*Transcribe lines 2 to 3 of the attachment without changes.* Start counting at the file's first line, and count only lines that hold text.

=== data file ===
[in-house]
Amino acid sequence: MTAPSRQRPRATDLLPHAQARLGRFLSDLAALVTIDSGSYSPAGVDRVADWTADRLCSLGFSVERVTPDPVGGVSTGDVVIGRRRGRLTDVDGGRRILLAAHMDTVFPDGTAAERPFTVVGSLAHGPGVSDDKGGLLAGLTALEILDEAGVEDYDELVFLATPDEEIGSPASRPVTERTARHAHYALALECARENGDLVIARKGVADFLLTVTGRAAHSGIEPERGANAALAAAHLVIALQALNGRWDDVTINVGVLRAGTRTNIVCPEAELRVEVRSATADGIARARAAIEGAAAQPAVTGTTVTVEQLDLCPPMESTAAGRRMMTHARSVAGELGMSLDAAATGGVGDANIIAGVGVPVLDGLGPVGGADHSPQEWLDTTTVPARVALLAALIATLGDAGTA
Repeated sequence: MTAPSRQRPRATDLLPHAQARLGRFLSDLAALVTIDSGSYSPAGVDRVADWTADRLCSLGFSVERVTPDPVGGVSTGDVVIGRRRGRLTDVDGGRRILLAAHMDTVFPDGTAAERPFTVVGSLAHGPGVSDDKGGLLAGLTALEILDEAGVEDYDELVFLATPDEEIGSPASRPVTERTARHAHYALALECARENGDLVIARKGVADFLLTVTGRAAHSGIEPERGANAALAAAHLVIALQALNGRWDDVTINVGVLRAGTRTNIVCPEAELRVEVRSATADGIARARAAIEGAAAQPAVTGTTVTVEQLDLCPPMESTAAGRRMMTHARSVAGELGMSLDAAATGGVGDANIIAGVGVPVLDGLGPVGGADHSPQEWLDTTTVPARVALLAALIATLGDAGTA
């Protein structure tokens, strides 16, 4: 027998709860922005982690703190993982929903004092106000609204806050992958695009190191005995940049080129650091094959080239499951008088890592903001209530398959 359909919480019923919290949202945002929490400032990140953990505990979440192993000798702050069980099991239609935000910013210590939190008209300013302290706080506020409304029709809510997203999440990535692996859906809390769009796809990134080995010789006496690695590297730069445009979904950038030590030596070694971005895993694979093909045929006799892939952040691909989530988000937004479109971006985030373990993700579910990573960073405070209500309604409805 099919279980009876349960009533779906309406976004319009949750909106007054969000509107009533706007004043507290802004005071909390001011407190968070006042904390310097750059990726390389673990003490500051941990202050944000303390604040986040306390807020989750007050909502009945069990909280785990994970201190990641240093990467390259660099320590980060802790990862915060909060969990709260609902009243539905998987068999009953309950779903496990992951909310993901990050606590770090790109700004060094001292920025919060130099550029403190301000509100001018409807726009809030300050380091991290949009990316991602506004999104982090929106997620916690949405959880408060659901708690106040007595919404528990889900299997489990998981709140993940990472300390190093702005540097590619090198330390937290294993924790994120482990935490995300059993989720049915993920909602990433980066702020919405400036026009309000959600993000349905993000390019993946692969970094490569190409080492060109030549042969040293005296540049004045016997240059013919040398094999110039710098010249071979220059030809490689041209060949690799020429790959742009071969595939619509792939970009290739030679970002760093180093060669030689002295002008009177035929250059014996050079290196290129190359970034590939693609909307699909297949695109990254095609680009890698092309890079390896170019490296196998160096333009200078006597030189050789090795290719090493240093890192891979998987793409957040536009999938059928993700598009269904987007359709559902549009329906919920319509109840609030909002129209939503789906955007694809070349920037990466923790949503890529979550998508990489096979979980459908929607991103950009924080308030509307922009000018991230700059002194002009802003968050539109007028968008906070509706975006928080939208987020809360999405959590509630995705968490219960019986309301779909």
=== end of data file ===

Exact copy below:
Amino acid sequence: MTAPSRQRPRATDLLPHAQARLGRFLSDLAALVTIDSGSYSPAGVDRVADWTADRLCSLGFSVERVTPDPVGGVSTGDVVIGRRRGRLTDVDGGRRILLAAHMDTVFPDGTAAERPFTVVGSLAHGPGVSDDKGGLLAGLTALEILDEAGVEDYDELVFLATPDEEIGSPASRPVTERTARHAHYALALECARENGDLVIARKGVADFLLTVTGRAAHSGIEPERGANAALAAAHLVIALQALNGRWDDVTINVGVLRAGTRTNIVCPEAELRVEVRSATADGIARARAAIEGAAAQPAVTGTTVTVEQLDLCPPMESTAAGRRMMTHARSVAGELGMSLDAAATGGVGDANIIAGVGVPVLDGLGPVGGADHSPQEWLDTTTVPARVALLAALIATLGDAGTA
Repeated sequence: MTAPSRQRPRATDLLPHAQARLGRFLSDLAALVTIDSGSYSPAGVDRVADWTADRLCSLGFSVERVTPDPVGGVSTGDVVIGRRRGRLTDVDGGRRILLAAHMDTVFPDGTAAERPFTVVGSLAHGPGVSDDKGGLLAGLTALEILDEAGVEDYDELVFLATPDEEIGSPASRPVTERTARHAHYALALECARENGDLVIARKGVADFLLTVTGRAAHSGIEPERGANAALAAAHLVIALQALNGRWDDVTINVGVLRAGTRTNIVCPEAELRVEVRSATADGIARARAAIEGAAAQPAVTGTTVTVEQLDLCPPMESTAAGRRMMTHARSVAGELGMSLDAAATGGVGDANIIAGVGVPVLDGLGPVGGADHSPQEWLDTTTVPARVALLAALIATLGDAGTA